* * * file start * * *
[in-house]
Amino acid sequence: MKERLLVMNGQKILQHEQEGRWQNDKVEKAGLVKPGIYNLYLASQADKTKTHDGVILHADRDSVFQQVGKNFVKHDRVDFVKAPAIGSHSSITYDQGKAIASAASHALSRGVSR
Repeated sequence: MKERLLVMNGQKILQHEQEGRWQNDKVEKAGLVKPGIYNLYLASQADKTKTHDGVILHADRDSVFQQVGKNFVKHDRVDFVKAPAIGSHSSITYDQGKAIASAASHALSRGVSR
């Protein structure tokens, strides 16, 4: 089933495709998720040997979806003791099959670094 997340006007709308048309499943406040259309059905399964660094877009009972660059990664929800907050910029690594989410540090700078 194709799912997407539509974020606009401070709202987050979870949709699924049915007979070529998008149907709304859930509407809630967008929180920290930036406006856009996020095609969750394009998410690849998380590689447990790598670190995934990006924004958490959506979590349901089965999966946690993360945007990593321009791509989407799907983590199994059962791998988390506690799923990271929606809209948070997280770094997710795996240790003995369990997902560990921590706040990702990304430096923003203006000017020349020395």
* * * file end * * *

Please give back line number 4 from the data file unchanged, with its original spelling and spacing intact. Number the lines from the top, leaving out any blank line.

């Protein structure tokens, strides 16, 4: 089933495709998720040997979806003791099959670094 997340006007709308048309499943406040259309059905399964660094877009009972660059990664929800907050910029690594989410540090700078 194709799912997407539509974020606009401070709202987050979870949709699924049915007979070529998008149907709304859930509407809630967008929180920290930036406006856009996020095609969750394009998410690849998380590689447990790598670190995934990006924004958490959506979590349901089965999966946690993360945007990593321009791509989407799907983590199994059962791998988390506690799923990271929606809209948070997280770094997710795996240790003995369990997902560990921590706040990702990304430096923003203006000017020349020395």